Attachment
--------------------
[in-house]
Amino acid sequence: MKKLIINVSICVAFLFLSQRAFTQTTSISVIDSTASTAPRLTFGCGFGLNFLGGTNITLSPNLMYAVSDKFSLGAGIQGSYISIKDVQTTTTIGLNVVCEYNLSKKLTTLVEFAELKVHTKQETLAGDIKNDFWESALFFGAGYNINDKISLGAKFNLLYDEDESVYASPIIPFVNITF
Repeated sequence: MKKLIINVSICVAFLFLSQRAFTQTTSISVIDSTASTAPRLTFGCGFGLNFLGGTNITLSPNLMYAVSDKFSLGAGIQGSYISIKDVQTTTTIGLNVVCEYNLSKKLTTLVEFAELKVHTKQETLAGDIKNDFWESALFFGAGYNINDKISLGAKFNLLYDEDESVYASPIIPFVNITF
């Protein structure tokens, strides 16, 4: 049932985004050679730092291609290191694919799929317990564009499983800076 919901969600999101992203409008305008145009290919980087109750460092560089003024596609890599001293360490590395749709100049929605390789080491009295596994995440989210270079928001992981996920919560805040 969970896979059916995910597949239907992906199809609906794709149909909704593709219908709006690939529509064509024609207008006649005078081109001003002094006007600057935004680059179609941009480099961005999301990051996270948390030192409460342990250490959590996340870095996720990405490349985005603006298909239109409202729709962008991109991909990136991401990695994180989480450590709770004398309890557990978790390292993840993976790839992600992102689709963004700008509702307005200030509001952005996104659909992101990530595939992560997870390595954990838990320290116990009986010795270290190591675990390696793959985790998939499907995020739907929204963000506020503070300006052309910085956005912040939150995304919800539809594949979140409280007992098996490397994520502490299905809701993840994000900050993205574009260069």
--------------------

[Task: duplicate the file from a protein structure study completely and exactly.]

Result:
[in-house]
Amino acid sequence: MKKLIINVSICVAFLFLSQRAFTQTTSISVIDSTASTAPRLTFGCGFGLNFLGGTNITLSPNLMYAVSDKFSLGAGIQGSYISIKDVQTTTTIGLNVVCEYNLSKKLTTLVEFAELKVHTKQETLAGDIKNDFWESALFFGAGYNINDKISLGAKFNLLYDEDESVYASPIIPFVNITF
Repeated sequence: MKKLIINVSICVAFLFLSQRAFTQTTSISVIDSTASTAPRLTFGCGFGLNFLGGTNITLSPNLMYAVSDKFSLGAGIQGSYISIKDVQTTTTIGLNVVCEYNLSKKLTTLVEFAELKVHTKQETLAGDIKNDFWESALFFGAGYNINDKISLGAKFNLLYDEDESVYASPIIPFVNITF
């Protein structure tokens, strides 16, 4: 049932985004050679730092291609290191694919799929317990564009499983800076 919901969600999101992203409008305008145009290919980087109750460092560089003024596609890599001293360490590395749709100049929605390789080491009295596994995440989210270079928001992981996920919560805040 969970896979059916995910597949239907992906199809609906794709149909909704593709219908709006690939529509064509024609207008006649005078081109001003002094006007600057935004680059179609941009480099961005999301990051996270948390030192409460342990250490959590996340870095996720990405490349985005603006298909239109409202729709962008991109991909990136991401990695994180989480450590709770004398309890557990978790390292993840993976790839992600992102689709963004700008509702307005200030509001952005996104659909992101990530595939992560997870390595954990838990320290116990009986010795270290190591675990390696793959985790998939499907995020739907929204963000506020503070300006052309910085956005912040939150995304919800539809594949979140409280007992098996490397994520502490299905809701993840994000900050993205574009260069």